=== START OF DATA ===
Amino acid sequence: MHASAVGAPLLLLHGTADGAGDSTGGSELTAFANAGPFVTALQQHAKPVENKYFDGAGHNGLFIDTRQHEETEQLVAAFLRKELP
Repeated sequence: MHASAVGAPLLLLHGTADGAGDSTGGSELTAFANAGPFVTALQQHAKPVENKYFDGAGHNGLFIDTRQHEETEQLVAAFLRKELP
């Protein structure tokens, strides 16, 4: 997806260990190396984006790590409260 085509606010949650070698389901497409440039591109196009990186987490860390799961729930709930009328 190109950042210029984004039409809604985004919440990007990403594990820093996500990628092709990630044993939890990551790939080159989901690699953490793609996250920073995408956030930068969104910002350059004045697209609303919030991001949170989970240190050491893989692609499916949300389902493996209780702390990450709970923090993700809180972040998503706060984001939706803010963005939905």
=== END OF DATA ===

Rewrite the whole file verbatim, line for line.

Amino acid sequence: MHASAVGAPLLLLHGTADGAGDSTGGSELTAFANAGPFVTALQQHAKPVENKYFDGAGHNGLFIDTRQHEETEQLVAAFLRKELP
Repeated sequence: MHASAVGAPLLLLHGTADGAGDSTGGSELTAFANAGPFVTALQQHAKPVENKYFDGAGHNGLFIDTRQHEETEQLVAAFLRKELP
């Protein structure tokens, strides 16, 4: 997806260990190396984006790590409260 085509606010949650070698389901497409440039591109196009990186987490860390799961729930709930009328 190109950042210029984004039409809604985004919440990007990403594990820093996500990628092709990630044993939890990551790939080159989901690699953490793609996250920073995408956030930068969104910002350059004045697209609303919030991001949170989970240190050491893989692609499916949300389902493996209780702390990450709970923090993700809180972040998503706060984001939706803010963005939905």